On Apologies Offered, Accepted, and the Work Left to Do

About six weeks ago, I wrote a piece called “On the #PCUSA’s Irresponsible Choice to Use a Text of Terror for the Winter 2023 Exegesis Exam.” 

Today the entity responsible for writing the exam apologized. It’s significant. They spent a long time working on their apology*. There is great beauty in it. Here is the full text of the apology. Bolded emphasis is mine.

According to our practice, over the course of three years, we, the Presbyteries’ Cooperative Committee on Examinations for Candidates (PCC), engaged in a process of discernment that led to a decision to use Judges 19 as the text for the Winter 2023 Biblical Exegesis Exam. While it was not our intention, the choice of Judges 19, in the context of a senior ordination exam, resulted in candidates, exam readers, and others across our denomination feeling fearful, traumatized, and perhaps even victimized.

We believed that our decision was defensible; however, we acknowledge that it caused harm. Therefore, we offer our apology. We are sorry. We ask for your forgiveness.

We also acknowledge that for many, our choice of Judges 19 was a breach of the trust granted to us. In partnership with others across the church and led by the Spirit, it is now our responsibility to take steps forward that move us from this place of anger, pain, and frustration into a grace-filled space, where greater wisdom may guide our future words and deeds.

As a committee, we are committed not only to learning from this experience, but also to discerning how we may do things differently in the future. We extend our thanks to those individuals and groups who have reached out to us, who have shared their stories and who have offered their ideas for moving forward. We ask for your prayers not only now, but in the future. We offer our prayers for those harmed by our choice of Judges 19.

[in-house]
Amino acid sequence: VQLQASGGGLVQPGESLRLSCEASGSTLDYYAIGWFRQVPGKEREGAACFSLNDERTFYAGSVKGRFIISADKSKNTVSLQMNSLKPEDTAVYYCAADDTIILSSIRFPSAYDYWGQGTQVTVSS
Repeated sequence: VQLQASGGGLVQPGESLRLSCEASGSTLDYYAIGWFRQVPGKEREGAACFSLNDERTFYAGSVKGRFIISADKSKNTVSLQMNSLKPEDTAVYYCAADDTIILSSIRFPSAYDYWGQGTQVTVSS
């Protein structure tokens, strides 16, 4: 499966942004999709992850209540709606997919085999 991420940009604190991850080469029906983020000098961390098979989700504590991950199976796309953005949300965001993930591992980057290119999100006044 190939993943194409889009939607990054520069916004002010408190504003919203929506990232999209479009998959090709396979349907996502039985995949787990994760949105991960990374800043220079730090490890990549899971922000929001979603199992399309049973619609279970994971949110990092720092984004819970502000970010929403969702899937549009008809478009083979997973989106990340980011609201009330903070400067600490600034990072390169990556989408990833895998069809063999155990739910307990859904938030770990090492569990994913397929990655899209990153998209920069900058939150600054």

We are committed to our work of crafting exams that integrate critical thinking in the life and work of a pastor, while also partnering with our presbyteries to ensure equitable standards and a uniform basis for preparation.

May God’s grace and mercy surround us all today and for all our days to come.


This controversy has stirred up a lot of pain and anger in a lot of people around matters of sexual abuse, sexual violence, abuse of power, the ordination process, generational divides and more. It’s brought out a lot of discussion about a lot of things. No longer is the discussion about Judges 19. It’s now about “the thing behind the thing.” There are a lot of things. There is so much to say.

And yet, in my original piece, I talked about how insufficient the response was to the outcry. 

This response is very different. 

It says “we acknowledge it caused great harm.”

It says “we are sorry.” 

It says “we ask for forgiveness.” 

It says “it is our responsibility.”

I’ve always loved the quote “If you want a happy ending, that depends, of course, on where you stop your story.” Is this a happy ending? It’s hard to say. The story’s not over yet. There is much work to be done. 

And so, my friends, hear this: there is power in repentance and repair. Deep power. 

To the PCC, who offered this apology: thank you. 

Thank you. 

*Lots of Presbyterian process in the editing of this apology! See it HERE beginning at one hour and ten minutes. 


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